Please England give up the charade. You are a Muslim nation now. Stop pretending you are a secular state which allows freedom and liberal values but are retending to reasonable accomodation to Islam. You shame yourself twice by pretending.
By Lucy Ballinger
Last updated at 2:43 AM on 05th May 2009
It was supposed to be a kind gesture to brighten up a hospital for patients.
But a council managed to enrage local artists when it asked them to contribute their paintings to hang in wards.
In an unsolicited letter, Havering council in East London made it clear it would accept pictures of any subject – except churches.
St Paul’s Cathedral: Images of this iconic London church would not have been permitted at the Queen’s Hospital at Romford
The explanation given was that the hospital had to be ‘mindful of all religious denominations’.
Many artists could not understand why images of Christian buildings were banned, but those of other religions were welcome.
Jo Delaney, the council’s arts development officer wrote to art groups in Havering about hanging paintings in Queen’s Hospital, Romford.
She wrote: ‘Whilst the building is spacious, it has many plain black walls which are crying out to be brightened up!
‘The matron of patient environment is keen for local artists to use the space as a gallery.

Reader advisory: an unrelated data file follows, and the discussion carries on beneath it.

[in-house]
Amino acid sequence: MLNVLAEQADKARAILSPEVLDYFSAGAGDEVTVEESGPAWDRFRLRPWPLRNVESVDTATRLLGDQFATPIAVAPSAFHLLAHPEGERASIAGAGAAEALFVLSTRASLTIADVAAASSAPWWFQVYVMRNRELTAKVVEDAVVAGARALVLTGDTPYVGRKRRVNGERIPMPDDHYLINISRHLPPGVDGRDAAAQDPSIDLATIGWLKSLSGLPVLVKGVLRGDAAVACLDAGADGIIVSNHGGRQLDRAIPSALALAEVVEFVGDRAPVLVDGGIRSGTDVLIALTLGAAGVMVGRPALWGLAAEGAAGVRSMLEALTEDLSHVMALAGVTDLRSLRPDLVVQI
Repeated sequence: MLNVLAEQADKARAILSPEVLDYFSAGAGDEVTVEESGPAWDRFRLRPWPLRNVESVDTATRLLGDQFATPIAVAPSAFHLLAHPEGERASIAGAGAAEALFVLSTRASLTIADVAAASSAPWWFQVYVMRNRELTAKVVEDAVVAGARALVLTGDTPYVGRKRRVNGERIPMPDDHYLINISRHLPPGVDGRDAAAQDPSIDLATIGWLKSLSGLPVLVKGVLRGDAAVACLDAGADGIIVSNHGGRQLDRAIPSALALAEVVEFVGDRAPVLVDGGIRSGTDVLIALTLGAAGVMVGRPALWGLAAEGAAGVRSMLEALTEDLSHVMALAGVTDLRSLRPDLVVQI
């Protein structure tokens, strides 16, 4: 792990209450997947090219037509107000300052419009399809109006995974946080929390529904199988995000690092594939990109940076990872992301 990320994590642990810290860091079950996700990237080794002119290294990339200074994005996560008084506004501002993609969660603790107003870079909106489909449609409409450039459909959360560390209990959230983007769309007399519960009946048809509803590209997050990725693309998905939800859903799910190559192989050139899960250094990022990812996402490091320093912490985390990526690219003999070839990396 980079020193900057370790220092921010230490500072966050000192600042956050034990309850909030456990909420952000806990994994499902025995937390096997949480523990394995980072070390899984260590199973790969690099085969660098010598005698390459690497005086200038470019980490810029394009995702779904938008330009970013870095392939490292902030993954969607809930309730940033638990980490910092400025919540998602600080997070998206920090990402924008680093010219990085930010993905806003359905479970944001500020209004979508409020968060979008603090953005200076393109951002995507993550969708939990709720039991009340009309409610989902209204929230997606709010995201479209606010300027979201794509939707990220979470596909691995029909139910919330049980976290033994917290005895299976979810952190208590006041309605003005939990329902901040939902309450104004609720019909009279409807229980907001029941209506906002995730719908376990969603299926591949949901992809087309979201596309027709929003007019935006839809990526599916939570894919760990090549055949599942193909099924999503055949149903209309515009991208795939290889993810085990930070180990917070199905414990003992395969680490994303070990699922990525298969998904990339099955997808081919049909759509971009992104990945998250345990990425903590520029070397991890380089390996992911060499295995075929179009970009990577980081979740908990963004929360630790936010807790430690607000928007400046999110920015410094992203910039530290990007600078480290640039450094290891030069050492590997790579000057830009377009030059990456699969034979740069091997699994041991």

‘The hospital has asked artists not to submit paintings of churches as they have to be mindful of all religious denominations.’
Artist Roy Storey said that when he phoned the council to complain he was told it was the matron’s decision if she did not want pictures of churches.
Local painter Beryl O’Brien, 71, said: ‘There are so many religious beliefs, why would they pick on churches?
‘What about synagogues? A painting is a good picture because it is a good composition, not because of the religion.
‘It seems ridiculous to try to be so inclusive, and by doing that exclude people who are tolerant to some extent.’
Mrs O’Brien said the hospital had tainted what was a ‘lovely idea’. She did not know anyone who had submitted a painting yet.
A Havering council spokesman said the terms of the initiative were set by the hospital and the council had only been asked to pass on the information.
A spokesman for Barking, Havering and Redbridge University Hospitals NHS trust said its director of nursing had no knowledge of the letter’s content and therefore it had no comment.